Lastly, there is argument based on an assumption:

‘Let me pose a question back to you – ‘What do you think is the solution if we can’t get Singaporeans who all speak English? Then we have to get foreigners. Where do you think we can get them from, and can we educate all of them in English?’ Therefore, if you are given a choice, either there is someone there to serve you, which is Singapore’s style, or like in many Western countries, you do self-service. I suspect…most Singaporeans will say ‘OK, never mind, even if he can’t speak English, I will prefer that to a self-service situation’.

Is the assumption true? I would prefer self-service, actually. I don’t see the point in ballooning our population by 1.3 million people, so that they will have to come and serve us.  Actually, it’s also a veiled threat – “want less people? Then get ready to serve yourselves.” Another false assumption – are we so scared of serving ourselves? Don’t we do that at McDonald’s?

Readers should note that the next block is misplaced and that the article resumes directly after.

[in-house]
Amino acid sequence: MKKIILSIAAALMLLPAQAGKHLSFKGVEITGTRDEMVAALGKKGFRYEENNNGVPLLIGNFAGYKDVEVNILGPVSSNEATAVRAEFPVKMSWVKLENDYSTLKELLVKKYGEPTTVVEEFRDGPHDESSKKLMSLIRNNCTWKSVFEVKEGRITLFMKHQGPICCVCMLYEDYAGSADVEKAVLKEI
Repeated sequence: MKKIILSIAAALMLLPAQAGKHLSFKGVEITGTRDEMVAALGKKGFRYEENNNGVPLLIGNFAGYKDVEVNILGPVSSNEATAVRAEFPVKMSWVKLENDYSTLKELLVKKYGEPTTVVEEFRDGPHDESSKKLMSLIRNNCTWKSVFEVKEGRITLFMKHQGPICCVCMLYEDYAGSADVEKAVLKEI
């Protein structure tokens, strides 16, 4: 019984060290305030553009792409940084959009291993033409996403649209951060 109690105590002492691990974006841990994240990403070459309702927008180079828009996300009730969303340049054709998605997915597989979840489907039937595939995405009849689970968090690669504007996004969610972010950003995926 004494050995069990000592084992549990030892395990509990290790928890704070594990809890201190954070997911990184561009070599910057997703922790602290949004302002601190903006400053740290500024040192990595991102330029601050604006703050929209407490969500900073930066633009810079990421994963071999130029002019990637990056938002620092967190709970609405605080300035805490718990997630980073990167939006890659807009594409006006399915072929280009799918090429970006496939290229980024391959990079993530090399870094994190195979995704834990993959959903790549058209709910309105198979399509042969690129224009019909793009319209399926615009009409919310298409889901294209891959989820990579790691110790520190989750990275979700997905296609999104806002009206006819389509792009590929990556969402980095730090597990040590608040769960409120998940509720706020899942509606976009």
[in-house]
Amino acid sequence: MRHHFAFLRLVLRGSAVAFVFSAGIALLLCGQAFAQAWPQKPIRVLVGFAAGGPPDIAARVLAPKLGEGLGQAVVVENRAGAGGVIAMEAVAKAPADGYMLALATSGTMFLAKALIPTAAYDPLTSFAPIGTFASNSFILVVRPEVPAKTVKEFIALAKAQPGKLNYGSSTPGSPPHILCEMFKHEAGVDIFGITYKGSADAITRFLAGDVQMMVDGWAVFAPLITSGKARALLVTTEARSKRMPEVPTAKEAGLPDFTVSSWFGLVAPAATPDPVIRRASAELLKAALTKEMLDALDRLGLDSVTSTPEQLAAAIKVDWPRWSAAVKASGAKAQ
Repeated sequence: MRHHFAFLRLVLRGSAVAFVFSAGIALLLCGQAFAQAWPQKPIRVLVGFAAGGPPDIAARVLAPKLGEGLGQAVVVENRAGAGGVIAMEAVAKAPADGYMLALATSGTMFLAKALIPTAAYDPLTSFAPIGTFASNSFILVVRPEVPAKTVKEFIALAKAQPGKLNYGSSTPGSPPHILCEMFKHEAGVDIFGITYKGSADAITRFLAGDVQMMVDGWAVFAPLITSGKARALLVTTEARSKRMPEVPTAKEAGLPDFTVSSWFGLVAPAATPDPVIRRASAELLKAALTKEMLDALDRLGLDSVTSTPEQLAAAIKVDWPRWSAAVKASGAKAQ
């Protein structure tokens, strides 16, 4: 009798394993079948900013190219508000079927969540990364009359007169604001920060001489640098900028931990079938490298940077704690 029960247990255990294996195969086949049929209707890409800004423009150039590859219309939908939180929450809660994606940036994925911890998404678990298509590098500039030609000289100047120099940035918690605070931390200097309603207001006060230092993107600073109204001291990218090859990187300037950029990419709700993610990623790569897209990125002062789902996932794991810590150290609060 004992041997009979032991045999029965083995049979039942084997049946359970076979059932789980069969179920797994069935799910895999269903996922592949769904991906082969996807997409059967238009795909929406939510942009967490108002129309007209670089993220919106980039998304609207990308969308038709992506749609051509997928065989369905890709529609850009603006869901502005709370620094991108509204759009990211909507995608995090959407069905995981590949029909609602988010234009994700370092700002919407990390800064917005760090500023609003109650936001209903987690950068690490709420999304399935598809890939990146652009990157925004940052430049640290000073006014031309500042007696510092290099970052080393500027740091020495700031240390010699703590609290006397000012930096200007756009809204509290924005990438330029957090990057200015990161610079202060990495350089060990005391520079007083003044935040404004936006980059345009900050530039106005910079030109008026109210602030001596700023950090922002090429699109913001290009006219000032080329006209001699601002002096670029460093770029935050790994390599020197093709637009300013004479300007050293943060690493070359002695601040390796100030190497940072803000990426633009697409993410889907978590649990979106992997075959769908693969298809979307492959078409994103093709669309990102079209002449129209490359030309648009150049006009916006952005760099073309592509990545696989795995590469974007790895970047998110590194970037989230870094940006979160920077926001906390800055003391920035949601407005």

What was he thinking?


I am Singaporean II: Bilingualism is Bad(?) November 18, 2009

Posted by The Truth in I am Singaporean Vol. III.

So our favourite octagenarian has decided to come and tell us his insistence on bilingualism in the education system was wrong.

What was he thinking, saying such a thing?!

In fact, his insistence on bilingualism was one of the things he actually got right, in my humble opinion.  Just that it was poorly put into practice.  VERY POORLY.  I mean, you can’t have a cultural cleansing first (i.e. shutting down Chinese schools and Nantah, enforcing a common curriculum where language of instruction is fixed) and THEN try to encourage bilingualism!  It’s a good example of what happens when politicians, who aren’t teachers, try to set an education programme to follow certain pragmatic political goals.